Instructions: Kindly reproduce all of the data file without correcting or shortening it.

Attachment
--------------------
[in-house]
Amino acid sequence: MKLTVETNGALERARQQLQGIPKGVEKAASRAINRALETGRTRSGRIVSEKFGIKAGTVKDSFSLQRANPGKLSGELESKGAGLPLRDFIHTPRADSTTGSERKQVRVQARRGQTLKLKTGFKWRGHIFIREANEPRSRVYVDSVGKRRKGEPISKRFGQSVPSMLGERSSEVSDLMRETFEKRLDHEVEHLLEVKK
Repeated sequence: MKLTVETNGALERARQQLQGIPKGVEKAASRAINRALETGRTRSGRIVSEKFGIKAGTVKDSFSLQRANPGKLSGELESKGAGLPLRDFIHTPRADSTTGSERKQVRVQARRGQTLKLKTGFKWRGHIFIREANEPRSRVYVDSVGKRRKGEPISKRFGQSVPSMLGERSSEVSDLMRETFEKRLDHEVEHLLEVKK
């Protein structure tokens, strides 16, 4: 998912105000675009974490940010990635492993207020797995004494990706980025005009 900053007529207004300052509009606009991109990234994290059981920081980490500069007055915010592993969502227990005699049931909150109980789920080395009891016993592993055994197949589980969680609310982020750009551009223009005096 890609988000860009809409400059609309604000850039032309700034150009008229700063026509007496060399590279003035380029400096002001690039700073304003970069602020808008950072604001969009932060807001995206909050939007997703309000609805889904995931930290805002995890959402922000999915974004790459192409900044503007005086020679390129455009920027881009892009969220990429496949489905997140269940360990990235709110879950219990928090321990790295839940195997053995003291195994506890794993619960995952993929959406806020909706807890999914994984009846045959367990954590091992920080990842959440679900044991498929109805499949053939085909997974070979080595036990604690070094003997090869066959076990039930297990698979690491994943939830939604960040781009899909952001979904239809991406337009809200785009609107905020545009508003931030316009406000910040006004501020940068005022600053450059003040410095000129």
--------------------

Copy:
[in-house]
Amino acid sequence: MKLTVETNGALERARQQLQGIPKGVEKAASRAINRALETGRTRSGRIVSEKFGIKAGTVKDSFSLQRANPGKLSGELESKGAGLPLRDFIHTPRADSTTGSERKQVRVQARRGQTLKLKTGFKWRGHIFIREANEPRSRVYVDSVGKRRKGEPISKRFGQSVPSMLGERSSEVSDLMRETFEKRLDHEVEHLLEVKK
Repeated sequence: MKLTVETNGALERARQQLQGIPKGVEKAASRAINRALETGRTRSGRIVSEKFGIKAGTVKDSFSLQRANPGKLSGELESKGAGLPLRDFIHTPRADSTTGSERKQVRVQARRGQTLKLKTGFKWRGHIFIREANEPRSRVYVDSVGKRRKGEPISKRFGQSVPSMLGERSSEVSDLMRETFEKRLDHEVEHLLEVKK
């Protein structure tokens, strides 16, 4: 998912105000675009974490940010990635492993207020797995004494990706980025005009 900053007529207004300052509009606009991109990234994290059981920081980490500069007055915010592993969502227990005699049931909150109980789920080395009891016993592993055994197949589980969680609310982020750009551009223009005096 890609988000860009809409400059609309604000850039032309700034150009008229700063026509007496060399590279003035380029400096002001690039700073304003970069602020808008950072604001969009932060807001995206909050939007997703309000609805889904995931930290805002995890959402922000999915974004790459192409900044503007005086020679390129455009920027881009892009969220990429496949489905997140269940360990990235709110879950219990928090321990790295839940195997053995003291195994506890794993619960995952993929959406806020909706807890999914994984009846045959367990954590091992920080990842959440679900044991498929109805499949053939085909997974070979080595036990604690070094003997090869066959076990039930297990698979690491994943939830939604960040781009899909952001979904239809991406337009809200785009609107905020545009508003931030316009406000910040006004501020940068005022600053450059003040410095000129």